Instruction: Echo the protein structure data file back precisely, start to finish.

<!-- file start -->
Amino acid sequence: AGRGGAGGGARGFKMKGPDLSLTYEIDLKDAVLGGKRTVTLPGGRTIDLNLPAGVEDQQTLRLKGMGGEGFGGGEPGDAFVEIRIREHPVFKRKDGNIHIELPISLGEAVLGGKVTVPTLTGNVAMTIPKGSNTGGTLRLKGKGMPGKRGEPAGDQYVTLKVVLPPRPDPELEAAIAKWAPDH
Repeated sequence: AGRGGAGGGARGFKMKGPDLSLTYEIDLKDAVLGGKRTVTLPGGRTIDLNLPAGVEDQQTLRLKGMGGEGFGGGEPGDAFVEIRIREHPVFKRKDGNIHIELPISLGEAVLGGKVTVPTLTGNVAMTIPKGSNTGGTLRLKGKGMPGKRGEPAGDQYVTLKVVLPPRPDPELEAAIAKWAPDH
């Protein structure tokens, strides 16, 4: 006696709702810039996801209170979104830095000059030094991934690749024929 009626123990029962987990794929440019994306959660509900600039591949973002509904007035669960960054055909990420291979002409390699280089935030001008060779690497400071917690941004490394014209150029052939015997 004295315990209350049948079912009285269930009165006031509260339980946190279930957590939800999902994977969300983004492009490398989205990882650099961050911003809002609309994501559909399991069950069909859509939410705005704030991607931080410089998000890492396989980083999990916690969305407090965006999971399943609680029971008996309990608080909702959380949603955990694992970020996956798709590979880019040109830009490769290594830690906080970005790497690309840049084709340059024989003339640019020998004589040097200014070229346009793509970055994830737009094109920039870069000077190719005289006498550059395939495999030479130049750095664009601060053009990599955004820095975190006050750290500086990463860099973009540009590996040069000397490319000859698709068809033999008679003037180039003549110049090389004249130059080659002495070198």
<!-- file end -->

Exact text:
Amino acid sequence: AGRGGAGGGARGFKMKGPDLSLTYEIDLKDAVLGGKRTVTLPGGRTIDLNLPAGVEDQQTLRLKGMGGEGFGGGEPGDAFVEIRIREHPVFKRKDGNIHIELPISLGEAVLGGKVTVPTLTGNVAMTIPKGSNTGGTLRLKGKGMPGKRGEPAGDQYVTLKVVLPPRPDPELEAAIAKWAPDH
Repeated sequence: AGRGGAGGGARGFKMKGPDLSLTYEIDLKDAVLGGKRTVTLPGGRTIDLNLPAGVEDQQTLRLKGMGGEGFGGGEPGDAFVEIRIREHPVFKRKDGNIHIELPISLGEAVLGGKVTVPTLTGNVAMTIPKGSNTGGTLRLKGKGMPGKRGEPAGDQYVTLKVVLPPRPDPELEAAIAKWAPDH
């Protein structure tokens, strides 16, 4: 006696709702810039996801209170979104830095000059030094991934690749024929 009626123990029962987990794929440019994306959660509900600039591949973002509904007035669960960054055909990420291979002409390699280089935030001008060779690497400071917690941004490394014209150029052939015997 004295315990209350049948079912009285269930009165006031509260339980946190279930957590939800999902994977969300983004492009490398989205990882650099961050911003809002609309994501559909399991069950069909859509939410705005704030991607931080410089998000890492396989980083999990916690969305407090965006999971399943609680029971008996309990608080909702959380949603955990694992970020996956798709590979880019040109830009490769290594830690906080970005790497690309840049084709340059024989003339640019020998004589040097200014070229346009793509970055994830737009094109920039870069000077190719005289006498550059395939495999030479130049750095664009601060053009990599955004820095975190006050750290500086990463860099973009540009590996040069000397490319000859698709068809033999008679003037180039003549110049090389004249130059080659002495070198």